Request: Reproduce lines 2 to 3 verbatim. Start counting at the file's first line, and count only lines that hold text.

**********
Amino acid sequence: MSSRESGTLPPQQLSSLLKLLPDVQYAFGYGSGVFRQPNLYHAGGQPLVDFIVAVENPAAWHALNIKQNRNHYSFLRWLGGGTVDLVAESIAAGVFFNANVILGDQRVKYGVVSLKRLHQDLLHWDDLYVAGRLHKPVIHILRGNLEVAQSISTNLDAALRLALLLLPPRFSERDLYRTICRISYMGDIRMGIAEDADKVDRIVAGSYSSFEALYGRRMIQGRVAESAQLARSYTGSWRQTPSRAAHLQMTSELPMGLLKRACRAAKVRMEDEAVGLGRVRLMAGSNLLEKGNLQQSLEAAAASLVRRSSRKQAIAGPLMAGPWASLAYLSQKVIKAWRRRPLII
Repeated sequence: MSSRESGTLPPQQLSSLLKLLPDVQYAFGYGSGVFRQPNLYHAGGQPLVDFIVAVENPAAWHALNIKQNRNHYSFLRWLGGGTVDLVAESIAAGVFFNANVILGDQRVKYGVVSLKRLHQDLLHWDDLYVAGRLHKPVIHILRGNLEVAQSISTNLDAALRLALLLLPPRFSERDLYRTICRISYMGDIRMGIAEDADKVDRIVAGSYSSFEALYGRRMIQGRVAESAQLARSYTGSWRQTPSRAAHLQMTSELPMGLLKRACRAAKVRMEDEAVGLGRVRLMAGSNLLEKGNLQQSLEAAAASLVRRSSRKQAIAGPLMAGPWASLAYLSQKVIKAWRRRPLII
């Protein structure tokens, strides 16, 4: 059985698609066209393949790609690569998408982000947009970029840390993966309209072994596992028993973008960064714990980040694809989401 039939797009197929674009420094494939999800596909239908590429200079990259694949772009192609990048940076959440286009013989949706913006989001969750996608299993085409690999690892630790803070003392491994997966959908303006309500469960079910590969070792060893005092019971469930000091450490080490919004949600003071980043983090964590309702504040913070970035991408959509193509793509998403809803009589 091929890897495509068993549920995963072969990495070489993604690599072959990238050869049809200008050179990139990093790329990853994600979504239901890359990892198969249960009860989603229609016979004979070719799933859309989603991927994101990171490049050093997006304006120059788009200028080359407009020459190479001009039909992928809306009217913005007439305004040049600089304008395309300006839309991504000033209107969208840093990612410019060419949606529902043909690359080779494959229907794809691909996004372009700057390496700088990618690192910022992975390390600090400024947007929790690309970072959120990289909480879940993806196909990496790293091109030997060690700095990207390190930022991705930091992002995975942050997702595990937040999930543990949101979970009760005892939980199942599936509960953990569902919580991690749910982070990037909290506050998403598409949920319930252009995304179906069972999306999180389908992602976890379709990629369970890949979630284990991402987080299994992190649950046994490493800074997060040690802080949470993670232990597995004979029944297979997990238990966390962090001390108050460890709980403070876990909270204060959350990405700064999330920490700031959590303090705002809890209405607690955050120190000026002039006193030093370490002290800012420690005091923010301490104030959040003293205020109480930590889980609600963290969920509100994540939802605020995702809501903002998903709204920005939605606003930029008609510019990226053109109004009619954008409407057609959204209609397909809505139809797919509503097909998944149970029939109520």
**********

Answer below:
Repeated sequence: MSSRESGTLPPQQLSSLLKLLPDVQYAFGYGSGVFRQPNLYHAGGQPLVDFIVAVENPAAWHALNIKQNRNHYSFLRWLGGGTVDLVAESIAAGVFFNANVILGDQRVKYGVVSLKRLHQDLLHWDDLYVAGRLHKPVIHILRGNLEVAQSISTNLDAALRLALLLLPPRFSERDLYRTICRISYMGDIRMGIAEDADKVDRIVAGSYSSFEALYGRRMIQGRVAESAQLARSYTGSWRQTPSRAAHLQMTSELPMGLLKRACRAAKVRMEDEAVGLGRVRLMAGSNLLEKGNLQQSLEAAAASLVRRSSRKQAIAGPLMAGPWASLAYLSQKVIKAWRRRPLII
């Protein structure tokens, strides 16, 4: 059985698609066209393949790609690569998408982000947009970029840390993966309209072994596992028993973008960064714990980040694809989401 039939797009197929674009420094494939999800596909239908590429200079990259694949772009192609990048940076959440286009013989949706913006989001969750996608299993085409690999690892630790803070003392491994997966959908303006309500469960079910590969070792060893005092019971469930000091450490080490919004949600003071980043983090964590309702504040913070970035991408959509193509793509998403809803009589 091929890897495509068993549920995963072969990495070489993604690599072959990238050869049809200008050179990139990093790329990853994600979504239901890359990892198969249960009860989603229609016979004979070719799933859309989603991927994101990171490049050093997006304006120059788009200028080359407009020459190479001009039909992928809306009217913005007439305004040049600089304008395309300006839309991504000033209107969208840093990612410019060419949606529902043909690359080779494959229907794809691909996004372009700057390496700088990618690192910022992975390390600090400024947007929790690309970072959120990289909480879940993806196909990496790293091109030997060690700095990207390190930022991705930091992002995975942050997702595990937040999930543990949101979970009760005892939980199942599936509960953990569902919580991690749910982070990037909290506050998403598409949920319930252009995304179906069972999306999180389908992602976890379709990629369970890949979630284990991402987080299994992190649950046994490493800074997060040690802080949470993670232990597995004979029944297979997990238990966390962090001390108050460890709980403070876990909270204060959350990405700064999330920490700031959590303090705002809890209405607690955050120190000026002039006193030093370490002290800012420690005091923010301490104030959040003293205020109480930590889980609600963290969920509100994540939802605020995702809501903002998903709204920005939605606003930029008609510019990226053109109004009619954008409407057609959204209609397909809505139809797919509503097909998944149970029939109520």